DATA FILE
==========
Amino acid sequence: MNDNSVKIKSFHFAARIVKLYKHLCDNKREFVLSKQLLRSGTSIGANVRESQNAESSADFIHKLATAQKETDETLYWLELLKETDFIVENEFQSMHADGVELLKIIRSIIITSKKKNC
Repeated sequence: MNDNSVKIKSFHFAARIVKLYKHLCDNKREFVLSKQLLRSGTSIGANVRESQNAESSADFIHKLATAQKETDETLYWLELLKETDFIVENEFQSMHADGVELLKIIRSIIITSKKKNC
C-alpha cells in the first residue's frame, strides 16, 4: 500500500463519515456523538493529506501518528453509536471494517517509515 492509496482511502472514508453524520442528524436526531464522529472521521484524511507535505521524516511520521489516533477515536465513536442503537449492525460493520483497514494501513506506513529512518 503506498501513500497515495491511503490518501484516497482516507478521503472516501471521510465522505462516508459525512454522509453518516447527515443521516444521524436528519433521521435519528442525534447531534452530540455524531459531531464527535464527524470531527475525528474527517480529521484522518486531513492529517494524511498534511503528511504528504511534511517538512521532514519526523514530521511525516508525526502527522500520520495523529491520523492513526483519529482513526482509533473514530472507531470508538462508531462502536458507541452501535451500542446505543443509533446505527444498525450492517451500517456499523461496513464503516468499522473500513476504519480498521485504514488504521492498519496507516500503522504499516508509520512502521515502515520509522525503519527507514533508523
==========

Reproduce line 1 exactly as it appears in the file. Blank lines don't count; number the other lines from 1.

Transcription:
Amino acid sequence: MNDNSVKIKSFHFAARIVKLYKHLCDNKREFVLSKQLLRSGTSIGANVRESQNAESSADFIHKLATAQKETDETLYWLELLKETDFIVENEFQSMHADGVELLKIIRSIIITSKKKNC